Talking about anxiety is good for you. I know it’s good for me to get things out of my head, and when I’m in therapy, I blah blah blah about everything that’s on my mind. Sometimes I even get self-conscious about how much I talk, but I usually leave the room feeling a little refreshed, a little lighter and a little less burdened by all the silly thoughts circling around in my head.

As important as talking can be — sometimes it’s not enough. Sometimes we need skills to face our anxiety beyond the therapist’s office. This doesn’t mean you can just “snap out” of it. This doesn’t mean a specific kind of therapy will make all of your problems go away. But learning skills can help you deal with anxiety when it strikes. Just as much as anxiety isn’t our fault, with support and understanding, we’re also not powerless against it.

Below, I’ll go through some of the more popular types of therapies for anxiety, what it’s used for and even some options for learning it on your own. If you’ve had good (or bad!) experiences with any of these methods, let us know in the comments below. Of course, not every type of therapy is for everyone, but if you’ve struggled tackling anxiety with counseling alone, learning a few of these skills might help.

1. Cognitive Behavioral Therapy (CBT)

How you would use it: Cognitive behavioral therapy, or CBT, helps you identify “cognitive errors” — and then gives you tools to restructure them. Examples of cognitive errors include:

  1. Black and white thinking (“If I don’t pass this test, I’m a complete and total failure.”)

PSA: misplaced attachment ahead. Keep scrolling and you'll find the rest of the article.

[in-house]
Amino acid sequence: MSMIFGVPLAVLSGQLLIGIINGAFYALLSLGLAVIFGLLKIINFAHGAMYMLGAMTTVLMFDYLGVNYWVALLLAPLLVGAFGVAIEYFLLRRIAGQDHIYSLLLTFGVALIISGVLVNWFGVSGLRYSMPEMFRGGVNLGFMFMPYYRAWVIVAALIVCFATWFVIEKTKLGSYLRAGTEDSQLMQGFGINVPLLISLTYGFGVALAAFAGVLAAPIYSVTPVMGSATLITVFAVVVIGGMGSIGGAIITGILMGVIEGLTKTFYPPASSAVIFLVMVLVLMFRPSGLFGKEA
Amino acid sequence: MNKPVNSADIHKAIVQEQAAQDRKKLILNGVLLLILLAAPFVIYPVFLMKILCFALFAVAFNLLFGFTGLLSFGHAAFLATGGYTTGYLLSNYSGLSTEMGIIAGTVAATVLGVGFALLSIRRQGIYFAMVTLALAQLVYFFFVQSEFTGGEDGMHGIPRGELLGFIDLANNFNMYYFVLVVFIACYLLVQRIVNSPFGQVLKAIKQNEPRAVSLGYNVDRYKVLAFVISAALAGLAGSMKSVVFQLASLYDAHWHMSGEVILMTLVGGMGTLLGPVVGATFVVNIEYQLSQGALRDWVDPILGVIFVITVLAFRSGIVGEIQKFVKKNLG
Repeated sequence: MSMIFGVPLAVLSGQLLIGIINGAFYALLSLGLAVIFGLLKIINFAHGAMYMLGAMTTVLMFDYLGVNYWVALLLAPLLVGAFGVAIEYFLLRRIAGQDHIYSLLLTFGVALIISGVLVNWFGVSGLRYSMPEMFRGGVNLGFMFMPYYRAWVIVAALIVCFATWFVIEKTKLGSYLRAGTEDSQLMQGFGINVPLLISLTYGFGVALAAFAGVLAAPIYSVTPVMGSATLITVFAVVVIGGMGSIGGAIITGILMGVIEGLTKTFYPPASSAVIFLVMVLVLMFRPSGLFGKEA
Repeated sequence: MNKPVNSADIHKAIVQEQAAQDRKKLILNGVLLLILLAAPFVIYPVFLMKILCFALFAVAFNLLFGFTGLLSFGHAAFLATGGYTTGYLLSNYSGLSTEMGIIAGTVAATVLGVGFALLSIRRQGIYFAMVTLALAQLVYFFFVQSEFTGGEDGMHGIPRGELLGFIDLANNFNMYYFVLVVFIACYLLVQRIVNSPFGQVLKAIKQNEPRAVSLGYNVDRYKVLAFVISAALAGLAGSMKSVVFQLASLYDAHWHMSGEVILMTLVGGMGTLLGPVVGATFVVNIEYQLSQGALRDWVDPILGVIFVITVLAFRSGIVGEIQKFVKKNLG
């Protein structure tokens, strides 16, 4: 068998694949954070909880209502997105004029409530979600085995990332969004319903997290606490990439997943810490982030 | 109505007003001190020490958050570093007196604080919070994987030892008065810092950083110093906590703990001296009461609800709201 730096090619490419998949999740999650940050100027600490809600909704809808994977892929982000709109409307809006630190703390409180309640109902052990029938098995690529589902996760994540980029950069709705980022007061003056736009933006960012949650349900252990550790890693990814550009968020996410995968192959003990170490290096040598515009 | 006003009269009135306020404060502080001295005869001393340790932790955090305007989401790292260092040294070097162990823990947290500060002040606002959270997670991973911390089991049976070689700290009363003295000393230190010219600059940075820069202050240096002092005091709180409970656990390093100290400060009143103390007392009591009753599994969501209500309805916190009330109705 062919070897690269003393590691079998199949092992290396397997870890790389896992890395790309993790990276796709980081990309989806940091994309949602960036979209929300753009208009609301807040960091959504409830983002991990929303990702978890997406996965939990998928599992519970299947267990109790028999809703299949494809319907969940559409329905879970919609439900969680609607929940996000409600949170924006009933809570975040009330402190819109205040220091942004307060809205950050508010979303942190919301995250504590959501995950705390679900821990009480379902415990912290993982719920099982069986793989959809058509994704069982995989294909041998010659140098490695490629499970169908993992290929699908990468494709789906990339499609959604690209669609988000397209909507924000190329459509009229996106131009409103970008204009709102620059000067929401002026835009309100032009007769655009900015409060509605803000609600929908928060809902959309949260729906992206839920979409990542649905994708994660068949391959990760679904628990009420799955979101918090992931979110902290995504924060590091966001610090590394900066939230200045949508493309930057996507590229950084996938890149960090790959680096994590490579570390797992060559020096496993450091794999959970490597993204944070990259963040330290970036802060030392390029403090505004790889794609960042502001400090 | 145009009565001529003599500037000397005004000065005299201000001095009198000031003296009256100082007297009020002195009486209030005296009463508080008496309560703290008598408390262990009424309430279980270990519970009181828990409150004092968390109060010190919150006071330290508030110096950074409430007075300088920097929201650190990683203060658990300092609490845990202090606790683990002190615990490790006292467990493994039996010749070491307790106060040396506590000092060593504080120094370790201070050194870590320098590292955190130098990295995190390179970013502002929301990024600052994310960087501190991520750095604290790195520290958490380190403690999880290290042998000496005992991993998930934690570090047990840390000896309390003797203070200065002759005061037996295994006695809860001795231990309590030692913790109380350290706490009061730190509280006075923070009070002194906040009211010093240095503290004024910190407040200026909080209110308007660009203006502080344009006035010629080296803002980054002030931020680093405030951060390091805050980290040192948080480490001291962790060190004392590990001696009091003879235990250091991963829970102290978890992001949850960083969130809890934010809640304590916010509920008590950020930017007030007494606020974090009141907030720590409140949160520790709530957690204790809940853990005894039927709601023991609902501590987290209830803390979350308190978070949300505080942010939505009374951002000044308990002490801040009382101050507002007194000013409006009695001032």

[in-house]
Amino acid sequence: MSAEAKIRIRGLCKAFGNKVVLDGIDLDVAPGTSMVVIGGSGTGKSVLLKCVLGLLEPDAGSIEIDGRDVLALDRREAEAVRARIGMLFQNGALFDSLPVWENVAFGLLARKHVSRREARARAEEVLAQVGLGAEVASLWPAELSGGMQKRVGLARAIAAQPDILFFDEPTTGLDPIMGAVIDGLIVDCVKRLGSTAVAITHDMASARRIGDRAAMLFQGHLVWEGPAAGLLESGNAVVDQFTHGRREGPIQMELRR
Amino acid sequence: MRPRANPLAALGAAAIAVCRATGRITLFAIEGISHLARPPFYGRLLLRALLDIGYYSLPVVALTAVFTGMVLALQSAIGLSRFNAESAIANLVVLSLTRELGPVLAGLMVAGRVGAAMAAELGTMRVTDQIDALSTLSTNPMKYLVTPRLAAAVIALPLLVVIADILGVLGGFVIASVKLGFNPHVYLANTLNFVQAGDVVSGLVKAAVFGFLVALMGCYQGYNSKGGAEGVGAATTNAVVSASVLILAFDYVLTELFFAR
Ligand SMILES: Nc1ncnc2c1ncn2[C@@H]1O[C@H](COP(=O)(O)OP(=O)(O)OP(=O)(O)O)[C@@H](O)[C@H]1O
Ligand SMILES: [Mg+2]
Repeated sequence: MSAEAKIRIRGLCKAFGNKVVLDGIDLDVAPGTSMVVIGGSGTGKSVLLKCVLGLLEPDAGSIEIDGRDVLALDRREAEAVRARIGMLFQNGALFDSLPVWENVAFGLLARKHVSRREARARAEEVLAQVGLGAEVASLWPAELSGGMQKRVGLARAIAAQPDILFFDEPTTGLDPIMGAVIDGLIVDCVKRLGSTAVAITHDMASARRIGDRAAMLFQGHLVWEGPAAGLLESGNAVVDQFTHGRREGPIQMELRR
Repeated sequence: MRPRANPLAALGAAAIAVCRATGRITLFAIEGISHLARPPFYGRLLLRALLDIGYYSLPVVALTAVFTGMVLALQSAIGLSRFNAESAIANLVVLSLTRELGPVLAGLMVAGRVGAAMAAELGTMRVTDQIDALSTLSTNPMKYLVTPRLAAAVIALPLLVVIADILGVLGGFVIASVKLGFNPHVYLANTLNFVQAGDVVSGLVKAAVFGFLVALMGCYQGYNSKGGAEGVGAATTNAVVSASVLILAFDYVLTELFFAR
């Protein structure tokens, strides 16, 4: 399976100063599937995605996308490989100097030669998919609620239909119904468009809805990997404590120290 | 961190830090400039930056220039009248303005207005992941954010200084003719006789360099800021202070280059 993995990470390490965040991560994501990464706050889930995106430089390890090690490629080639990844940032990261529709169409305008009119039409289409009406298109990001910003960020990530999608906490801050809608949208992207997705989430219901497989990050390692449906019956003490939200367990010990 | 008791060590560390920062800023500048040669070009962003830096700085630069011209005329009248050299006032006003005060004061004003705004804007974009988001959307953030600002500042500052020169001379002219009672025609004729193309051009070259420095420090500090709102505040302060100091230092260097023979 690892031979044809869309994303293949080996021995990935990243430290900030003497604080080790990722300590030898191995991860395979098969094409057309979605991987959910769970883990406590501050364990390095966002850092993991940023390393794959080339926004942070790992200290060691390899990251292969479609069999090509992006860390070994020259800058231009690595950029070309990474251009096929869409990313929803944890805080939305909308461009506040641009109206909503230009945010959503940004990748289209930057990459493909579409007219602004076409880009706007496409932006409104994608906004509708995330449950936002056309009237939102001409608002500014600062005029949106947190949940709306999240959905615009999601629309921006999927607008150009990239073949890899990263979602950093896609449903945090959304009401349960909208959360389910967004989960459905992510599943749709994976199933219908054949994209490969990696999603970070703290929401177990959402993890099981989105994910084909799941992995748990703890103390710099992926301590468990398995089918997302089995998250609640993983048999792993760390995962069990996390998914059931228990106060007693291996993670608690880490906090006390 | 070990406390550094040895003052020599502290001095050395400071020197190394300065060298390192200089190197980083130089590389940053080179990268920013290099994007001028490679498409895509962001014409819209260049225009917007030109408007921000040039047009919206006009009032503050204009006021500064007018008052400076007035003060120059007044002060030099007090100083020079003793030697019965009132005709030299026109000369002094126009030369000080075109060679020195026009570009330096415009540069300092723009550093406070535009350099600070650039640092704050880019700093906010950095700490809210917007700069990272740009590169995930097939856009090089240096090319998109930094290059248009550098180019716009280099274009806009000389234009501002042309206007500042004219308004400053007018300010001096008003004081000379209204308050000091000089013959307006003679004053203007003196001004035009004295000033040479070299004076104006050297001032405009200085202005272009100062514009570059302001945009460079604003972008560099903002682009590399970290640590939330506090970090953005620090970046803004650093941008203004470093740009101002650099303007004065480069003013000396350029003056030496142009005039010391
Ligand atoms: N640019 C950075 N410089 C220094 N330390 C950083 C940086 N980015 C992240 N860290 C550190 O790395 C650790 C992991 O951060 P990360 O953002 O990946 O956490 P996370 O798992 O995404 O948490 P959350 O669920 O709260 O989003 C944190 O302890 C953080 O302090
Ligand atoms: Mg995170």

2. Hyper-responsibility (“Whenever something bad happens, it’s my fault.”)
  3. Selective abstraction (“Despite getting consistently high performance reviews at work, this one typo in my email means I’m incapable of doing anything right.”)
  4. Emotional reasoning (“Because I had a mean thought about my mom, I’m a mean and horrible person.”)

Sound familiar? Thinking this way generally makes us unhappy, and some of the thoughts anxiety throws us when we’re anxious can be traced back to these “errors.” Recognizing them is a good first step. When we recognize a thought for what it is (There you are again, black and white thinking!), we can politely talk back to it and say, “Thought, I hear you, but I’m not sure if that’s true.” This process is called cognitive restructuring.

Obviously, practicing CBT doesn’t mean you’ll never have negative thoughts again — but understanding can give you back some of your power.

Online resources:

Options for learning CBT at home:

The Anxiety and Worry Workbook: The Cognitive Behavioral Solution, $15.49

2. Exposure and Response Prevention (ERP)

How you would use it: Exposure and response prevention (ERP) is actually a type of cognitive behavioral therapy, and like exposure therapy in general, is pretty much what it sounds like. You expose yourself to something that makes you anxious, and then resist responding in the way your anxiety wants you to.

It makes a lot of sense when you think about obsessive compulsive disorder (OCD). Someone with OCD will perform compulsions as a response to anxiety-induced fears and obsessions — and these compulsions can take over a person’s life. So in ERP, the person actually exposes themselves to whatever usually sparks their compulsions, and has to deal with the anxiety without doing compulsions.